When our emotions fluctuate throughout the day, it is often as a result of a circumstance not meeting our expectation. For example, think of the last time you were all prepared and on time, waiting for a friend/co-worker but they are late. Your expectation was that you both will meet at the agreed upon time, but the circumstance (that the other person is late) has changed, and in turn, your emotional state is altered. How do you feel when this happens? Annoyed? Frustrated?
The same can be said of traffic. In the morning commute, you expect traffic and are used to it. Your expectations are met, and despite the annoyance of traffic, you are emotionally prepared for it. However, you may go out on your lunch break for an appointment, and assume you can be back quickly because there should not be any traffic at that time. If you get caught in traffic at this time, your expectation is not met, and your emotional state changes again, perhaps to anger, frustration, and annoyance. Yet, the circumstance, which is traffic, has not changed at all. Your expectations have.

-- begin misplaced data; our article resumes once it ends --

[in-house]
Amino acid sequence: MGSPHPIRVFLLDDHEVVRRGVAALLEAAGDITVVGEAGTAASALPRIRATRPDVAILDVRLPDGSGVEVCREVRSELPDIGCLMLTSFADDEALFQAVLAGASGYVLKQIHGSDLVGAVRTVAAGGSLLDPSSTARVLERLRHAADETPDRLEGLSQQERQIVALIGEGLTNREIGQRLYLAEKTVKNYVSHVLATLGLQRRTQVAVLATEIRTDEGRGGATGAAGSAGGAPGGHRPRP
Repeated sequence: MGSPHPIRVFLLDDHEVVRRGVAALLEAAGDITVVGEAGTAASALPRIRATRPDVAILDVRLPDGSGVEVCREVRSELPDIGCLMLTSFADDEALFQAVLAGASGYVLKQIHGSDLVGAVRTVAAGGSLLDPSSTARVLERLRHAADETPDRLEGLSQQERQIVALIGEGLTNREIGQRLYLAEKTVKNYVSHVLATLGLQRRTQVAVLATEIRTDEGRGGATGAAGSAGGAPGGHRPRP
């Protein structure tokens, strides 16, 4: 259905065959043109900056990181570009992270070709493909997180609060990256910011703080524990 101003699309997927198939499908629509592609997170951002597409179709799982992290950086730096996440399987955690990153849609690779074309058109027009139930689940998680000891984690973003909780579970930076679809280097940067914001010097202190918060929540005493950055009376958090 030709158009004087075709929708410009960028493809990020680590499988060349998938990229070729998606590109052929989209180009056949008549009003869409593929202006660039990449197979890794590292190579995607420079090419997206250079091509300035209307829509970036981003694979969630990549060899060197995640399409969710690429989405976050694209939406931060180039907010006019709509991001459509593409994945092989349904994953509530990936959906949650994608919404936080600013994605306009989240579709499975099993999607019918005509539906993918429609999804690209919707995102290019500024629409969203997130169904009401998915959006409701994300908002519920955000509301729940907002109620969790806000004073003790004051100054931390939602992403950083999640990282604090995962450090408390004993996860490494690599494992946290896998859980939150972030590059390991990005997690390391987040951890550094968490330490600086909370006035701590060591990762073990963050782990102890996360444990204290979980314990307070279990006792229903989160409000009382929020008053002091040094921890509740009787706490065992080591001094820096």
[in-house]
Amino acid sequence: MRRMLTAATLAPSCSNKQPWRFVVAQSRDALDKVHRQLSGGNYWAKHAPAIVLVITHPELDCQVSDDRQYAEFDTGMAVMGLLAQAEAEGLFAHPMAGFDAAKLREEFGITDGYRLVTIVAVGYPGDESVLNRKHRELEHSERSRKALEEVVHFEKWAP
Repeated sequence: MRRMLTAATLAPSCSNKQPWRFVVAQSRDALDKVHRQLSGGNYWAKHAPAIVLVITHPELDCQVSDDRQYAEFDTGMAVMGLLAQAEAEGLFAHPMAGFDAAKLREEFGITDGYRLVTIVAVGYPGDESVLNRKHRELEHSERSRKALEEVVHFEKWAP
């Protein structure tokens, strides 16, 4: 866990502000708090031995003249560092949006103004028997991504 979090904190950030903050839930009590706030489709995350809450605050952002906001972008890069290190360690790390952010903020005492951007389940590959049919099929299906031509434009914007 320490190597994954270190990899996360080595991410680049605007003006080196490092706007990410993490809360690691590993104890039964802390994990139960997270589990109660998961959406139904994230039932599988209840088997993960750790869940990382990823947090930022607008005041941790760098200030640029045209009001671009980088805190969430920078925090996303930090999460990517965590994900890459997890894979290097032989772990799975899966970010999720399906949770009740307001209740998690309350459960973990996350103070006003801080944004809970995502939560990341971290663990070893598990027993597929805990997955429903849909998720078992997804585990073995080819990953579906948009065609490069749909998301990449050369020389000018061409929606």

I’d like you to think about your expectations… of yourself…of others…of your life. The good news is, we can change our expectations at any time.
I encourage you to monitor your expectations. While they do help you plan out your day for the most part, if you become too attached to them, your emotional state will always be full of extreme ups and downs. Your expectations can really take over, and can sometimes prevent you from noticing the good. If you expect that a family member or co-worker will always be negative or annoying, you probably won’t notice any other trait in that person.
Try to strike a balance. Monitor what you expect from others and from your day. It is better to be pleasantly surprised than always disappointed.